A vital part of any keyword strategy is knowing who your competitors are. You can save a lot of time trying to rank for keywords that are simply too competitive. It’s best to pick the right battles and select those keywords where you can see a ROI.
As with anything in SEO there are a lot of automated tools that can help with this process. But there are some manual searches you can do to get your competitive research off to a good start.
Taking the keyword “herb remedies” as an example we can do the following:
a. Search for keyword “herb remedies” on Google.co.uk. This brings back 5,440,000 total pages indexed in Google. That’s a lot of pages.
b. Using the tag “allintitle:” we can do this search again. Simply enter “allintitle:herb remedies” into the Google search box.
The tag allintitle looks for all pages with the text “Herb Remedies” in the page title. This brings back 6430 results.The results on top are from a normal Google search. Those on the bottom are from using the allintitle tag. As we can see the results differ. This is showing us other sites are ranking in the top 3 for reasons other than the title tag (as the first result in the normal Google search is not first for results returned by allintitle).
c. Using the tag “allinanchor:” we can do this search again. Simply enter “allinanchor:herb remedies” into the Google search box.
The tag allinanchor only returns pages that have inbound links using the full keyword in the anchor text. This brings back 21000 results. The results on top are from a normal Google search. Those on the bottom are from using the allintitle tag. This time we can see the top 2 results on each match up. Anchor text would be one of the more important factors in terms of where your site is ranked. But remember it’s only 1 of 127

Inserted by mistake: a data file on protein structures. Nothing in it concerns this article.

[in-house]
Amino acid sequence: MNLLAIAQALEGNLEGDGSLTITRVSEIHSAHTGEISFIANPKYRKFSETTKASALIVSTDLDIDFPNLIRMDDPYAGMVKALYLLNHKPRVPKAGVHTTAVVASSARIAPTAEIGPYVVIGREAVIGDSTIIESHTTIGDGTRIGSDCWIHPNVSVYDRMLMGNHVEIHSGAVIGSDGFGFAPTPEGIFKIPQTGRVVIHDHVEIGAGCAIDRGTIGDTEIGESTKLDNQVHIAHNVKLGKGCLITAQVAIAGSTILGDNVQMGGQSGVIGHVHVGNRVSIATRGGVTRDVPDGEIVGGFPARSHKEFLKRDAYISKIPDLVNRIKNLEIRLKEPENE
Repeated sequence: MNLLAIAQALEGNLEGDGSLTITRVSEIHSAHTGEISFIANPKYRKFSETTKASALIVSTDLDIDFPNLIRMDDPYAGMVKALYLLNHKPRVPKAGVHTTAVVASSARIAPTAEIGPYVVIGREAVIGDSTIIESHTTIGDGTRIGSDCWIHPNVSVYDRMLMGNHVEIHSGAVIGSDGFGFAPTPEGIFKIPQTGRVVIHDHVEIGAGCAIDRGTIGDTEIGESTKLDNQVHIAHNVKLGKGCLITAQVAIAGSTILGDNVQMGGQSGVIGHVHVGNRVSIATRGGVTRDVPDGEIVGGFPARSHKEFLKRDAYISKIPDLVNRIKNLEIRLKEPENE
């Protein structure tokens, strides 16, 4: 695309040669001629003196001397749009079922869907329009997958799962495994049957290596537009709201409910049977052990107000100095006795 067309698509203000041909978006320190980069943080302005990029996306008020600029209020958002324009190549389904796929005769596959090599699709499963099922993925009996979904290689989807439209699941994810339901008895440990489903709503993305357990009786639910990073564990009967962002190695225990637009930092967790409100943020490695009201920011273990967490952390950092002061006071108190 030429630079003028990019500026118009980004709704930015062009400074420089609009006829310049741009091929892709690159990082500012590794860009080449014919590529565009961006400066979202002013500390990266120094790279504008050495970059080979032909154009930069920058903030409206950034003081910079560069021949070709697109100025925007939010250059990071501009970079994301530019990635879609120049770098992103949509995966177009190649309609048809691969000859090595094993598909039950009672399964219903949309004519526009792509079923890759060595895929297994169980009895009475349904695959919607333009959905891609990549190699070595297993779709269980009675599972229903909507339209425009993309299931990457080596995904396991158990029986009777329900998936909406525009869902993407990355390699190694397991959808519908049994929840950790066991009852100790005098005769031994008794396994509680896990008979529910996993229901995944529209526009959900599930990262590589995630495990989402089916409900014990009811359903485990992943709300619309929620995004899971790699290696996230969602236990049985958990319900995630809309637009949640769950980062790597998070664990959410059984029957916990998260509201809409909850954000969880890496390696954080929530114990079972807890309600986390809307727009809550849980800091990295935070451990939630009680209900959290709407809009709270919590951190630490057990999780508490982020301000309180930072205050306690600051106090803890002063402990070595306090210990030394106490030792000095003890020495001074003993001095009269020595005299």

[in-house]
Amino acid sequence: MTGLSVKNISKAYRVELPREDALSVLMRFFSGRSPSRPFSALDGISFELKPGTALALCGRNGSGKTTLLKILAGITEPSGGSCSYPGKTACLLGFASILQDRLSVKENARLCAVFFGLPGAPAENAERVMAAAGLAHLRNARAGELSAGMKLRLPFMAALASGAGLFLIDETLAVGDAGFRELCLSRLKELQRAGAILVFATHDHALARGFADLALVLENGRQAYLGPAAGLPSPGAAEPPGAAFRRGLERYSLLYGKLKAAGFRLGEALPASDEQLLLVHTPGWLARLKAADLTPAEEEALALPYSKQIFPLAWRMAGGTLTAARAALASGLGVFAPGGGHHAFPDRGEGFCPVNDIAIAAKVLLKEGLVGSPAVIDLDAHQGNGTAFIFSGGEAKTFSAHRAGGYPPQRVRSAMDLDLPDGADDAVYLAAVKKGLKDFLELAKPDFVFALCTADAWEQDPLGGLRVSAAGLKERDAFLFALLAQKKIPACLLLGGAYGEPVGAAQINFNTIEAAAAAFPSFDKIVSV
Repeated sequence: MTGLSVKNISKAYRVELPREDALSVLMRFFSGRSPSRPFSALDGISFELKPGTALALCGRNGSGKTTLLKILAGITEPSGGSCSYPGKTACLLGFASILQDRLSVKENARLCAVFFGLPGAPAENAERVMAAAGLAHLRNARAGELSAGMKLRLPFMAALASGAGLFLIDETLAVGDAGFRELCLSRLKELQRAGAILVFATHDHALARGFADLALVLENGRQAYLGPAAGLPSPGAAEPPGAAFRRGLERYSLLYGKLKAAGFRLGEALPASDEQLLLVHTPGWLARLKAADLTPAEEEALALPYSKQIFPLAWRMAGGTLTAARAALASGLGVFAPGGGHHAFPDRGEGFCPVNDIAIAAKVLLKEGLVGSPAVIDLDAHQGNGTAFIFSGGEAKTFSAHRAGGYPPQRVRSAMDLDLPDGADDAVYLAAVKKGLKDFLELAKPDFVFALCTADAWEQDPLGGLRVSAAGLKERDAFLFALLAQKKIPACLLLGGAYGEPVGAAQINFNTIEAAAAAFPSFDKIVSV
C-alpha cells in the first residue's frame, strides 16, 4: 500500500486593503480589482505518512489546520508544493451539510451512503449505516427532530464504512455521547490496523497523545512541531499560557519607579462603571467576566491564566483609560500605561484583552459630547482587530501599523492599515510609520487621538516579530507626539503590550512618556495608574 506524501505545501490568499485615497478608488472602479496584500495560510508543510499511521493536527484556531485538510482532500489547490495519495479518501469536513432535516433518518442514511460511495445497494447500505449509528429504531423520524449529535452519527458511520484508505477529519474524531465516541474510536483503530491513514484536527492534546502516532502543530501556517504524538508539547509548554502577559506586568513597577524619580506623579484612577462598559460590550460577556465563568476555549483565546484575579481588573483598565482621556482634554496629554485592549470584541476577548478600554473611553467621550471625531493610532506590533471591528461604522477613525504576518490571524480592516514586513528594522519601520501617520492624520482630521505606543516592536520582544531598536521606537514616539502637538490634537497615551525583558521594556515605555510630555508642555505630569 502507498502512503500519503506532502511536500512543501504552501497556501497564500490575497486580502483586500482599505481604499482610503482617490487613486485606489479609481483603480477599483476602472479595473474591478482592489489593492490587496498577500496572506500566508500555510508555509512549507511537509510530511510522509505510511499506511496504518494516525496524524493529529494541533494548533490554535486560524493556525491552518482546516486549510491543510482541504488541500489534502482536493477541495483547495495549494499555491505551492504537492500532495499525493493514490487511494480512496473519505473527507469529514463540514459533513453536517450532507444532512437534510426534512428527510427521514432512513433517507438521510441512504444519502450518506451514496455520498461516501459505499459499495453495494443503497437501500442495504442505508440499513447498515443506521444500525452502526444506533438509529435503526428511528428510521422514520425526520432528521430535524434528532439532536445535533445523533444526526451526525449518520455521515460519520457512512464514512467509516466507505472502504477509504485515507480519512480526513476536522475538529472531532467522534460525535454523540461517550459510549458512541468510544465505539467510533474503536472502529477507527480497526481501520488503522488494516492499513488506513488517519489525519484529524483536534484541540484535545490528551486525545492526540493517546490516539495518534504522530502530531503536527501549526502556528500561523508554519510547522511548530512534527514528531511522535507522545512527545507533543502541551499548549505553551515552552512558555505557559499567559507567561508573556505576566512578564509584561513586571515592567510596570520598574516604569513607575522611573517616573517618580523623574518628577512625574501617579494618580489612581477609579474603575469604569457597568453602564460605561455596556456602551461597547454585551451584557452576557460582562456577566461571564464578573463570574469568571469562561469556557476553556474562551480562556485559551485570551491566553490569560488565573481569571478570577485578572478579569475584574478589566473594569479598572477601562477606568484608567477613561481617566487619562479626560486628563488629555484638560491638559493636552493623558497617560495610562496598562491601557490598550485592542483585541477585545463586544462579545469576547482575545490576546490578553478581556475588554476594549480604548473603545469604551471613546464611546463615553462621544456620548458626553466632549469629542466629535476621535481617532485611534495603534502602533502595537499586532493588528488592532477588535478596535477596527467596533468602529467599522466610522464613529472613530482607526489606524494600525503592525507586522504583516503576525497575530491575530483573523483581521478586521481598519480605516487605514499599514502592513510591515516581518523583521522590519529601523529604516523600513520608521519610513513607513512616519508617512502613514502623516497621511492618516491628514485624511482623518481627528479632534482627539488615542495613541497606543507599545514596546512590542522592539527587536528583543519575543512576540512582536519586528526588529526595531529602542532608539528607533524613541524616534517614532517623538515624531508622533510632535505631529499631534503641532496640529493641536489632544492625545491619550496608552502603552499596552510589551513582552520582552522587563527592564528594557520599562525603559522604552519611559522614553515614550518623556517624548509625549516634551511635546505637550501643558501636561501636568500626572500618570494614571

There are other tags you could use such as:
- intitle (only one of the keyword needs to be in the page title)
- inanchor (as per in title but for the anchor text)
What do these stats show you ?
Well they show you what percentage of sites are doing some type of optimization in relation to the number of pages appearing for that keyword. In this keywords case it would be deemed a moderate keyword to work with (in terms of competitiveness).
I would also look at the following points when looking at competition:
1. I would take a quick look at the top 10 search results for each of your keywords. You want to know who occupies these spaces. As page one is really all that counts, you want to know what you are up against. With the increase in universal search there are now lots of entry points onto this page. Look for videos, news items, Google blog posts, Google product searches.
2. Take you top keywords (between 10 and 20) and look at the top 10 rankings on Google for each of these. Notice where your competitors appear and where they don’t appear. Jot down potential gaps in their keyword strategy. There is a good chance your main competitors are so focused on the top keywords in this market they have neglected some of those on the list. You may be able to target some of these to build up page rank on interior pages to funnel towards your more competitive pages.
There are some automated tools to help with this process. It’s easy to get carried away with tools, constantly picking up the latest gadget. But I find the following work for me:
1. SEO Elite
2. Yahoo Site Explorer
3. Manual Searches
4. InterLeado (Irish Software)
I am going to put together a brief video this weekend (I hope) to follow up on these. So that’s it for now. If you want to check out the previous post in this series, Keyword Research – Automating the Process.
- Competitive Marketing Analysis :: Market Research :: Keyword Research
- Who is your real SEO Competition
- 80-20 rule for your SEO keyword strategy
- Keyword Research – Automating the Process
- SEO Competitor Research in 5 minutes